National Curriculum lays out route to success

Technical Director Rob Sherman hopes the National Curriculum will act as a blueprint for those who coach and play the game. Photo: Shane Wenzlick / www.photosport.nz

New Zealand Football is looking to continue the success of its players and teams on the world stage through the launch of the National Curriculum.

Based on extensive research and world trends, the National Curriculum serves as a guide for player, coach and team development. Alongside the award-winning Whole of Football and Beyond Football plans, it provides a unified vision for the future direction of the world game in New Zealand.

“The National Curriculum will be a reference point for how we play football and develop our young players,” New Zealand Football Technical Director Rob Sherman says. “It’s an important addition to our footballing fabric and will hopefully act as a blueprint for those who coach and play the game.”

The aim of the curriculum is to provide a tool that can assist both the novice and experienced coach in improving themselves, their players and ultimately their teams’ performance. It follows the release of the Beyond Football high performance plan in 2014 which articulated New Zealand Football’s goal of ‘Winning at World Cups’.

The National Curriculum is aimed at both grassroots and elite coaches. Photo: William Booth / www.photosport.nz

The National Curriculum is aimed at both grassroots and elite coaches. Photo: William Booth / www.photosport.nz

The curriculum outlines the key factors to assist New Zealand on its journey to successfully compete on the world stage. It focuses on the implementation of an aligned playing style, the development of coaches and producing players that can compete at the highest level. Sherman feels such an approach is especially advantageous for a country of New Zealand’s size and standing in world football.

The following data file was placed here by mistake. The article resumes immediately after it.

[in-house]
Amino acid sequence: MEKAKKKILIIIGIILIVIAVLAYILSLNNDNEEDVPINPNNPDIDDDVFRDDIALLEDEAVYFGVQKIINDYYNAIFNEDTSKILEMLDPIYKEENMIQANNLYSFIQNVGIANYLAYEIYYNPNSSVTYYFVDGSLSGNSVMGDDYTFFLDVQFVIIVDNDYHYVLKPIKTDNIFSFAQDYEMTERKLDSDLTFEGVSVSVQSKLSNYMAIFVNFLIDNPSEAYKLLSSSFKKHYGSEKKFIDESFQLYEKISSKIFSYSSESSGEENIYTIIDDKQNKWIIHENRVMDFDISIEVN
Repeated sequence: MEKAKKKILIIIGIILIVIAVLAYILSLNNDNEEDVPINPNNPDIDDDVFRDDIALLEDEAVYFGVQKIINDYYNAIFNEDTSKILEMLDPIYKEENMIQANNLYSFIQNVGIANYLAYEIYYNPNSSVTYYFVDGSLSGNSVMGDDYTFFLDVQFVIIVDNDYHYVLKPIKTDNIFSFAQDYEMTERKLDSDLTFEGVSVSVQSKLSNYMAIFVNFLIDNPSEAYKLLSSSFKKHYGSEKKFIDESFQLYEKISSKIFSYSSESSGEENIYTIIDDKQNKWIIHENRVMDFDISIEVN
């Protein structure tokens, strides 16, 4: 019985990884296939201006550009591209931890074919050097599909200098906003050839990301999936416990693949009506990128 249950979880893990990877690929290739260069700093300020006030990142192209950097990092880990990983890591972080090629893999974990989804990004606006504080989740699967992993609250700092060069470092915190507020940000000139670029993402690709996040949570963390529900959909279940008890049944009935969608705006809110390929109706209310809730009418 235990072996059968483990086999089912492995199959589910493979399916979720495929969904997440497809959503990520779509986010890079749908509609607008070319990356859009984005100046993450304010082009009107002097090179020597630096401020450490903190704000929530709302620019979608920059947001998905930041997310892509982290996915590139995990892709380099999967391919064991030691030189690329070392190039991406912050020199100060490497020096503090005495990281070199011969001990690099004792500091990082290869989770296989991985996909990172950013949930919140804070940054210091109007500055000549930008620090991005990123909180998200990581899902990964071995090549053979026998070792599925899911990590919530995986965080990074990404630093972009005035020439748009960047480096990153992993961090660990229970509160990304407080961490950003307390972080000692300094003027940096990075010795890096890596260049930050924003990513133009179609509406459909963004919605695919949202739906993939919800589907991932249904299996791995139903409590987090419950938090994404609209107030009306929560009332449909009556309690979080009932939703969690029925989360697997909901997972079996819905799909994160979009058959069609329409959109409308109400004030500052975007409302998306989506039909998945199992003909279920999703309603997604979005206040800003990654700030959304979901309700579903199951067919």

“For a small nation, it’s necessary to have an alignment in terms of a common playing style, including an understanding of the key player capabilities and strengths required to play that style. In our context, because of the limitations of the player pool, we have to be very tactically astute,” he says.

“We need to be in a position where we’re developing young people who can transition into the international fold and into the modern game professionally because, ultimately, our success is going to depend on how many top players we can produce and sustain.”

AUDIO

New Zealand Football Technical Director Rob Sherman on the National Curriculum

Huge progress has already been made with both the All Whites and Football Ferns now able to bring together squads of players based in fully-professional leagues around the world. Such a luxury is in stark contrast to the first New Zealand squad to compete at a FIFA World Cup when the All Whites performed heroics in qualifying for Spain 1982 with a largely amateur, domestic-based group.

Anthony Hudson’s current crop is in the middle of a promising run, having won the OFC Nations Cup and following that triumph with a pair of high-quality performances against Mexico and the USA. They are on track to qualify for an intercontinental play-off for a place at the 2018 FIFA World Cup Russia™ and will take on Russia, Portugal and Mexico in next year’s FIFA Confederations Cup.